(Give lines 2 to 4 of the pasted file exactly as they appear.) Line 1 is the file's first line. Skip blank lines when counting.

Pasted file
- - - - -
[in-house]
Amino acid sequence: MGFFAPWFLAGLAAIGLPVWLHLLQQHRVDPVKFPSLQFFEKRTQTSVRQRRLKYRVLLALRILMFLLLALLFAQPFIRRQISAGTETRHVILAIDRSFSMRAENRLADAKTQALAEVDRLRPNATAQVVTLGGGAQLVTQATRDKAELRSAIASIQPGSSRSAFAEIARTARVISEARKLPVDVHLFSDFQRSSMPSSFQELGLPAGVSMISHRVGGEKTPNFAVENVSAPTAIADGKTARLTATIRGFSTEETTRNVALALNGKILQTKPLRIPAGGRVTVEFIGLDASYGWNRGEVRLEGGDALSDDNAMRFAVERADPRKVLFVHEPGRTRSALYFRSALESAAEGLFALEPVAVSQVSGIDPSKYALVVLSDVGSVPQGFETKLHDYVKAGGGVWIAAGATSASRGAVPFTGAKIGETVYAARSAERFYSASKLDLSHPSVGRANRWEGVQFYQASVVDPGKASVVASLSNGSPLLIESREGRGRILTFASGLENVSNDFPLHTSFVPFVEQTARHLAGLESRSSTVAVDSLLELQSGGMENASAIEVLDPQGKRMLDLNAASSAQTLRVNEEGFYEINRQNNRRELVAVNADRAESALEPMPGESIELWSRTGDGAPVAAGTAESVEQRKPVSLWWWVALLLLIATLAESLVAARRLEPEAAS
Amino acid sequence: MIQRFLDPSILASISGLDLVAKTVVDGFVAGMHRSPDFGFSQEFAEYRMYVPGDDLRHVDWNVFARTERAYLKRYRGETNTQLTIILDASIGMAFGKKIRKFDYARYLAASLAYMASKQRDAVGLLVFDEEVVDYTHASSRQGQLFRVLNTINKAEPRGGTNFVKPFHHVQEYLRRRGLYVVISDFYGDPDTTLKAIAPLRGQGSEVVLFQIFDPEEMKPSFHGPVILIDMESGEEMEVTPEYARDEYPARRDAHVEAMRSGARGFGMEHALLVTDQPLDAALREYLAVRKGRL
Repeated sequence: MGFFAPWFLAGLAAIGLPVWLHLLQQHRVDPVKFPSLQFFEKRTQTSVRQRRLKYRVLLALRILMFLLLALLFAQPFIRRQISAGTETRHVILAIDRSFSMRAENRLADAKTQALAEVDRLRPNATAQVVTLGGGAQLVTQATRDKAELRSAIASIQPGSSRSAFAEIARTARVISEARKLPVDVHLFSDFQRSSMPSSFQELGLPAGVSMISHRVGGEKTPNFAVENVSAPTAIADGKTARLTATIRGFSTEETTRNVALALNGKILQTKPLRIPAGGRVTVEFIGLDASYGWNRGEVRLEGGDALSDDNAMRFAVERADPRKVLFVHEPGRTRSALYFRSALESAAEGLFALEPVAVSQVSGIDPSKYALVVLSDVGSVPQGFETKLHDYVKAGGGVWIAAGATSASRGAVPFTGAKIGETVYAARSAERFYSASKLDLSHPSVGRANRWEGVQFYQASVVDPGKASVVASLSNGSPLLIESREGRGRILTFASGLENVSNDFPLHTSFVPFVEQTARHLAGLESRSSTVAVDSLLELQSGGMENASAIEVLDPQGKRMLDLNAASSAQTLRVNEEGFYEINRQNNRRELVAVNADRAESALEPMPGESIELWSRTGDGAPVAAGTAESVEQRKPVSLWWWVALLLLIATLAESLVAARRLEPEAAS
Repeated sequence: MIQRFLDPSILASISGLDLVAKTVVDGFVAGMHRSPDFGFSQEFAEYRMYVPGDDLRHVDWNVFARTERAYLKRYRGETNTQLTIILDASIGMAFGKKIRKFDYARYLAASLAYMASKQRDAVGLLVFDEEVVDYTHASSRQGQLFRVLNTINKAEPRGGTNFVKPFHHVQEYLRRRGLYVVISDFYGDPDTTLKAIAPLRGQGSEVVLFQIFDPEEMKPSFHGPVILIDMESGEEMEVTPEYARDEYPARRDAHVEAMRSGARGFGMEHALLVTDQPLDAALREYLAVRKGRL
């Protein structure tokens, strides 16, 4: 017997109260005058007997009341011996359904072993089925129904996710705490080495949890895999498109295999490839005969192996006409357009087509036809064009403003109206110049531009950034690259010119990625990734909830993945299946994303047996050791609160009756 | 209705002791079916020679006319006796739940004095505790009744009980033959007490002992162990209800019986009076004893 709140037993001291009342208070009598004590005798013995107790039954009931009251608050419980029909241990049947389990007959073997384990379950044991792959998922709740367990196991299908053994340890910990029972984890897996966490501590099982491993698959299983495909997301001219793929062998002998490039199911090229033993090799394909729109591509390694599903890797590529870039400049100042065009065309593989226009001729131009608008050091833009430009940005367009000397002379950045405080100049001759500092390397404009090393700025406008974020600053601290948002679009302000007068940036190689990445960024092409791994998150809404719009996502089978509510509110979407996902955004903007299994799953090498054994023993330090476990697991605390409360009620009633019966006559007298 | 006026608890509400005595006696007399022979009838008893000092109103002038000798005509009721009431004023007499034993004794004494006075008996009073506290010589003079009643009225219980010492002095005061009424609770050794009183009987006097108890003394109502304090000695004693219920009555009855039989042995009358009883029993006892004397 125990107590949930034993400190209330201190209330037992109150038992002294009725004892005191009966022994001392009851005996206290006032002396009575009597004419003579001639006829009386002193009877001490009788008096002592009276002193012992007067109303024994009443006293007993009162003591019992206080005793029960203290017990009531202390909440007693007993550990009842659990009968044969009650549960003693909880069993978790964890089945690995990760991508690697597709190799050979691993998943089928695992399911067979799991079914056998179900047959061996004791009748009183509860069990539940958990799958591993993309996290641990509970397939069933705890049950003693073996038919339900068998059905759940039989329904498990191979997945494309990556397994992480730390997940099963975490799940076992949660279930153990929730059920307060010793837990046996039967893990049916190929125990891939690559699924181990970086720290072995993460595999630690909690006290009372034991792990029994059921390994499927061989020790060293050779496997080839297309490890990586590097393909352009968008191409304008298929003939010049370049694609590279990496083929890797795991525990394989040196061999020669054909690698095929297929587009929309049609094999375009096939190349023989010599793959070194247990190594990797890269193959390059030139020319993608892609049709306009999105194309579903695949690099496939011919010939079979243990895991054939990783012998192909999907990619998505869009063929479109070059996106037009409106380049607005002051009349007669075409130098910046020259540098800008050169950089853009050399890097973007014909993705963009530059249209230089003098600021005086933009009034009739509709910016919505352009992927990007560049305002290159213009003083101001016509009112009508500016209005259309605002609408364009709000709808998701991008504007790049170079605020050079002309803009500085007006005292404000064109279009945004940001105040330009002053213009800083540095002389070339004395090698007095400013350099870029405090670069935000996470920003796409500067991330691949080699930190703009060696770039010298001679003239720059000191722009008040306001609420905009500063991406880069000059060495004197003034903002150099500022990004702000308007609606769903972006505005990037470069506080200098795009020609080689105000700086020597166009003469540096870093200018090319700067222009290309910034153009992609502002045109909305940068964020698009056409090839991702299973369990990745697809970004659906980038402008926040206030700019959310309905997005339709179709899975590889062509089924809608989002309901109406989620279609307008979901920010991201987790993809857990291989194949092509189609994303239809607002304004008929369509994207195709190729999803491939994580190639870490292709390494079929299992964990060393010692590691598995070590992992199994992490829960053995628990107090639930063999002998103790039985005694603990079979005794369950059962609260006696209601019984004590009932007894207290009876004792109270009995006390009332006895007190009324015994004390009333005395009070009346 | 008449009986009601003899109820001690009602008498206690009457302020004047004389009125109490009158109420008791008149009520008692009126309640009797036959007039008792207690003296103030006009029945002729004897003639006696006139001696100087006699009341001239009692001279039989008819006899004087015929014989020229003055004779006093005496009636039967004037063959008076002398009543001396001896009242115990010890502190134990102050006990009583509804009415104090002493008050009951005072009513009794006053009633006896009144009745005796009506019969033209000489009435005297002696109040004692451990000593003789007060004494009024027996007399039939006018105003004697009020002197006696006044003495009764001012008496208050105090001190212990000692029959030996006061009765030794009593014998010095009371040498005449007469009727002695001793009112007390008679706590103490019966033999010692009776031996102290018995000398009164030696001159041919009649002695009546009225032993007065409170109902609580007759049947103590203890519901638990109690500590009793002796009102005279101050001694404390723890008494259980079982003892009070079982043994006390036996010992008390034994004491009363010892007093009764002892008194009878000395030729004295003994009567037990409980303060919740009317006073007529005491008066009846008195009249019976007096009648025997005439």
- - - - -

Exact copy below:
Amino acid sequence: MGFFAPWFLAGLAAIGLPVWLHLLQQHRVDPVKFPSLQFFEKRTQTSVRQRRLKYRVLLALRILMFLLLALLFAQPFIRRQISAGTETRHVILAIDRSFSMRAENRLADAKTQALAEVDRLRPNATAQVVTLGGGAQLVTQATRDKAELRSAIASIQPGSSRSAFAEIARTARVISEARKLPVDVHLFSDFQRSSMPSSFQELGLPAGVSMISHRVGGEKTPNFAVENVSAPTAIADGKTARLTATIRGFSTEETTRNVALALNGKILQTKPLRIPAGGRVTVEFIGLDASYGWNRGEVRLEGGDALSDDNAMRFAVERADPRKVLFVHEPGRTRSALYFRSALESAAEGLFALEPVAVSQVSGIDPSKYALVVLSDVGSVPQGFETKLHDYVKAGGGVWIAAGATSASRGAVPFTGAKIGETVYAARSAERFYSASKLDLSHPSVGRANRWEGVQFYQASVVDPGKASVVASLSNGSPLLIESREGRGRILTFASGLENVSNDFPLHTSFVPFVEQTARHLAGLESRSSTVAVDSLLELQSGGMENASAIEVLDPQGKRMLDLNAASSAQTLRVNEEGFYEINRQNNRRELVAVNADRAESALEPMPGESIELWSRTGDGAPVAAGTAESVEQRKPVSLWWWVALLLLIATLAESLVAARRLEPEAAS
Amino acid sequence: MIQRFLDPSILASISGLDLVAKTVVDGFVAGMHRSPDFGFSQEFAEYRMYVPGDDLRHVDWNVFARTERAYLKRYRGETNTQLTIILDASIGMAFGKKIRKFDYARYLAASLAYMASKQRDAVGLLVFDEEVVDYTHASSRQGQLFRVLNTINKAEPRGGTNFVKPFHHVQEYLRRRGLYVVISDFYGDPDTTLKAIAPLRGQGSEVVLFQIFDPEEMKPSFHGPVILIDMESGEEMEVTPEYARDEYPARRDAHVEAMRSGARGFGMEHALLVTDQPLDAALREYLAVRKGRL
Repeated sequence: MGFFAPWFLAGLAAIGLPVWLHLLQQHRVDPVKFPSLQFFEKRTQTSVRQRRLKYRVLLALRILMFLLLALLFAQPFIRRQISAGTETRHVILAIDRSFSMRAENRLADAKTQALAEVDRLRPNATAQVVTLGGGAQLVTQATRDKAELRSAIASIQPGSSRSAFAEIARTARVISEARKLPVDVHLFSDFQRSSMPSSFQELGLPAGVSMISHRVGGEKTPNFAVENVSAPTAIADGKTARLTATIRGFSTEETTRNVALALNGKILQTKPLRIPAGGRVTVEFIGLDASYGWNRGEVRLEGGDALSDDNAMRFAVERADPRKVLFVHEPGRTRSALYFRSALESAAEGLFALEPVAVSQVSGIDPSKYALVVLSDVGSVPQGFETKLHDYVKAGGGVWIAAGATSASRGAVPFTGAKIGETVYAARSAERFYSASKLDLSHPSVGRANRWEGVQFYQASVVDPGKASVVASLSNGSPLLIESREGRGRILTFASGLENVSNDFPLHTSFVPFVEQTARHLAGLESRSSTVAVDSLLELQSGGMENASAIEVLDPQGKRMLDLNAASSAQTLRVNEEGFYEINRQNNRRELVAVNADRAESALEPMPGESIELWSRTGDGAPVAAGTAESVEQRKPVSLWWWVALLLLIATLAESLVAARRLEPEAAS